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Performance accountability has been the dominant trend in education policy reform since the 1970s. State and federal policies set standards for what students should learn; require students to take “high-stakes” tests to measure what they have learned; and then hold students, schools, and school districts accountable for their performance. The goal of these policies is to push public school districts to ensure that all students reach a common threshold of knowledge and skills. High-Stakes Reform analyzes the political processes and historical context that led to the enactment of state-level education accountability policies across the country. It also situates the education accountability movement in the broader context of public administration research, emphasizing the relationships among equity, accountability, and intergovernmental relations. The book then focuses on three in-depth case studies of policy development in Massachusetts, New Jersey, and Connecticut. Kathryn McDermott zeroes in on the most controversial and politically charged forms of state performance accountability sanctions, including graduation tests, direct state intervention in or closing of schools, and state takeovers of school districts. Public debate casts performance accountability as either a cure for the problems of US public education or a destructive mistake. Kathryn McDermott expertly navigates both sides of the debate detailing why particular policies became popular, how the assumptions behind the policies influenced the forms they took, and what practitioners and scholars can learn from the successes and failures of education accountability policies.

Big Fish Little Fish

Author: Susan Groundwater-Smith
Publisher: Cambridge University Press
ISBN: 1107432316
Format: PDF, Mobi
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This text prepares pre-service teachers to best meet the needs of students entering the challenging middle years of their education.

The Unintended Consequences of High Stakes Testing

Author: Gail M. Jones
Publisher: Rowman & Littlefield Publishers
ISBN: 1461715474
Format: PDF, Docs
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To better understand how high-stakes accountability has influenced teaching and learning, this book takes an in-depth look at the myriad consequences that high-stakes tests hold for students, teachers, administrators, and the public. By focusing on these tests and spending large amounts of time on test preparation and driving teachers to teach low-level, rote memorization, schools are essentially wiping out non-tested subjects such as science, social studies, physical education, and the arts. Although testing is promoted as a strategy for improving education for all, research shows that testing has differential effects on students with special needs, minority students, students living in poverty, and those for whom English is a second language. The Unintended Consequences of High Stakes Testing unpacks the assumptions and philosophical foundations on which testing policies are based. The authors' arguments are grounded in extensive interviews and research. Through an examination of research, these authors show that high-stakes testing promotes students' dependence on extrinsic motivation at the cost of intrinsic motivation and the associated love of learning—which has tangible impacts on their education and lives. Features: -Examines how high stakes testing from the perspectives of teachers, students, and adminstrators. -Considers how testing impacts the curriculum including tested subjects such as reading, writing, and mathematics as well as non-tested subjects such as science, social studies, physical education, and the arts. -Documents how teachers and administrators engage in test preparation and discusses ethical and unethical test preparation practices. -Reviews the evolution of testing through history and how it mpacts the curriculum. -Examines the differential effects of testing on students with special needs, minority students, students living in poverty, and those for whom English is a second language.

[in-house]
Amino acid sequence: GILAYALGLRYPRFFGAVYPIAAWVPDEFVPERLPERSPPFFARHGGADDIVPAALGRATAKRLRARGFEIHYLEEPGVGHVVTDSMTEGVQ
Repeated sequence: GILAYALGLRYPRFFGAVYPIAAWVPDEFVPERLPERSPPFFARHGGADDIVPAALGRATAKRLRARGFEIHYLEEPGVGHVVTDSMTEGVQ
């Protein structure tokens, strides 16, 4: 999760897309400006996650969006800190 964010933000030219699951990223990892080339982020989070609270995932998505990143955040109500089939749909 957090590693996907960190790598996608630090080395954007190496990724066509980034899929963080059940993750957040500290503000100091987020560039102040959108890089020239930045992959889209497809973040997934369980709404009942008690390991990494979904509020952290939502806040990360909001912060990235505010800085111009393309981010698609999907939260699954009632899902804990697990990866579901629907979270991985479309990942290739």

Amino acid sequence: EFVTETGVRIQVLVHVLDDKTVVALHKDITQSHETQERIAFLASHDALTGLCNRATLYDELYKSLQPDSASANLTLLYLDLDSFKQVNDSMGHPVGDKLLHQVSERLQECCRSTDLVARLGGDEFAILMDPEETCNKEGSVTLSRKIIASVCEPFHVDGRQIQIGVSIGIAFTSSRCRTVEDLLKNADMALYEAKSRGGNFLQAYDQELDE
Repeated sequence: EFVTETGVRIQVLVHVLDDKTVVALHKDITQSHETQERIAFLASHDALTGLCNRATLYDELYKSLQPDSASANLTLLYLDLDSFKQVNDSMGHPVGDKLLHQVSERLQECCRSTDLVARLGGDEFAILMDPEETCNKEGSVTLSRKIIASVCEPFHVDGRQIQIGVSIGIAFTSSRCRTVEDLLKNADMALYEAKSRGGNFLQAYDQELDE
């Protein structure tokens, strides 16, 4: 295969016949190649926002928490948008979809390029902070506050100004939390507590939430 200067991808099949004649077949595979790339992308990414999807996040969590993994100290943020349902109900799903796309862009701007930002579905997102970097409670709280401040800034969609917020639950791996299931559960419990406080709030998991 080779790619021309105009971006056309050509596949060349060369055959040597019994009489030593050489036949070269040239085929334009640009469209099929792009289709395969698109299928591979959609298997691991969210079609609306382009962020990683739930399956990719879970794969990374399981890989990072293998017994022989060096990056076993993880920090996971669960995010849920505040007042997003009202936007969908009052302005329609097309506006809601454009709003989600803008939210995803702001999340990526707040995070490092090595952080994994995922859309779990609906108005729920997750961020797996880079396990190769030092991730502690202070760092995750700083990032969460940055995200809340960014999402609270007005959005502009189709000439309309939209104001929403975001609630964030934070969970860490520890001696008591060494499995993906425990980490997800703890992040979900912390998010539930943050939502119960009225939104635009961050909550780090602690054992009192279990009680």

Spotlight on High stakes Testing

Author:
Publisher: Harvard Educational Publishing Group
ISBN:
Format: PDF, Kindle
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This inaugural volume of our Spotlight Series features recent Harvard Education Letter articles on testing and new reports never before published on this important topic. Contributors address such issues as how educators can manage the coming "avalanche" of tests; whether the benefits of high-stakes tests justify the potential risks to students; ways educators can turn accountability into opportunity; and how teaching and learning can suffer when schools focus heavily on test preparation.